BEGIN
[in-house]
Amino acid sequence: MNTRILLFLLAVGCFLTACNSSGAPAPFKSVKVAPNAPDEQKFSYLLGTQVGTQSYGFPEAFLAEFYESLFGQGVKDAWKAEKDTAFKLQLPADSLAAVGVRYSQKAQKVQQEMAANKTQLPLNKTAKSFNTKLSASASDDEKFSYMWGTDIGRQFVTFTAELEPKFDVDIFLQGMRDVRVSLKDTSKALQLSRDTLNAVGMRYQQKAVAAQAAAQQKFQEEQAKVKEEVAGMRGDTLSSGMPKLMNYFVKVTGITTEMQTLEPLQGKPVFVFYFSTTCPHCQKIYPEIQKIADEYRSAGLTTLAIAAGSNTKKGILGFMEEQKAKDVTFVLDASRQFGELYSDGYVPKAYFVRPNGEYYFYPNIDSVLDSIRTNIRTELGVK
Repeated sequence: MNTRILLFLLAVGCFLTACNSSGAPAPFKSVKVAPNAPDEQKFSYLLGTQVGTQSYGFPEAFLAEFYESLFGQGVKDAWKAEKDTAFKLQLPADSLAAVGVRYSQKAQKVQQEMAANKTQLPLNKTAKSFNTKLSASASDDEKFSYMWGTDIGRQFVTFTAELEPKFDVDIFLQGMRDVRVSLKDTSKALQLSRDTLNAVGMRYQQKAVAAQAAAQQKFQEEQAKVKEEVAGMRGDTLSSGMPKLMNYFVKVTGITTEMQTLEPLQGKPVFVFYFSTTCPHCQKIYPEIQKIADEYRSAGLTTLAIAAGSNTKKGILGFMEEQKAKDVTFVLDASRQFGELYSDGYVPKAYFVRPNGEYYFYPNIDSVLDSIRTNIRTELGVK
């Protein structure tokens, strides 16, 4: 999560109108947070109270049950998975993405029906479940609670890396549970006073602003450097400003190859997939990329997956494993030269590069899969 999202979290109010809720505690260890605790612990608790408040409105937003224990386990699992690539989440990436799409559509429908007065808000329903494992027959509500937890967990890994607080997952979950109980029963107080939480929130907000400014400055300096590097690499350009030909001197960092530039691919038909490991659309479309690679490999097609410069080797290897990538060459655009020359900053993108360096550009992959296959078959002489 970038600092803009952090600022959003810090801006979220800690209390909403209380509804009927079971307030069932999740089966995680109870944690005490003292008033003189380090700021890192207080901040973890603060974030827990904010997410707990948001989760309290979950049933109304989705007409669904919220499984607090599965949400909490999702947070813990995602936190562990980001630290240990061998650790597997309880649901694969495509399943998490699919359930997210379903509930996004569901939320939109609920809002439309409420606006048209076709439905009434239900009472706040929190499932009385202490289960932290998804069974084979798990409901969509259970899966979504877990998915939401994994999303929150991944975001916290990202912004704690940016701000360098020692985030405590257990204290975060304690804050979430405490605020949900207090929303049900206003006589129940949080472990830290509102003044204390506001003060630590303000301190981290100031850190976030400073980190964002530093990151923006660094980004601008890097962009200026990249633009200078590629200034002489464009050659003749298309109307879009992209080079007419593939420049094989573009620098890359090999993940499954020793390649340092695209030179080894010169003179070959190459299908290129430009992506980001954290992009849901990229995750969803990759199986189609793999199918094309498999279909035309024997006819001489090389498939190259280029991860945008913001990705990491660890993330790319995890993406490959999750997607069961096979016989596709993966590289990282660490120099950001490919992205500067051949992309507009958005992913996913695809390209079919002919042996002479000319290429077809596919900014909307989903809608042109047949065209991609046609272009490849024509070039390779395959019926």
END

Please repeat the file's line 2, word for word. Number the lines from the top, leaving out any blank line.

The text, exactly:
Amino acid sequence: MNTRILLFLLAVGCFLTACNSSGAPAPFKSVKVAPNAPDEQKFSYLLGTQVGTQSYGFPEAFLAEFYESLFGQGVKDAWKAEKDTAFKLQLPADSLAAVGVRYSQKAQKVQQEMAANKTQLPLNKTAKSFNTKLSASASDDEKFSYMWGTDIGRQFVTFTAELEPKFDVDIFLQGMRDVRVSLKDTSKALQLSRDTLNAVGMRYQQKAVAAQAAAQQKFQEEQAKVKEEVAGMRGDTLSSGMPKLMNYFVKVTGITTEMQTLEPLQGKPVFVFYFSTTCPHCQKIYPEIQKIADEYRSAGLTTLAIAAGSNTKKGILGFMEEQKAKDVTFVLDASRQFGELYSDGYVPKAYFVRPNGEYYFYPNIDSVLDSIRTNIRTELGVK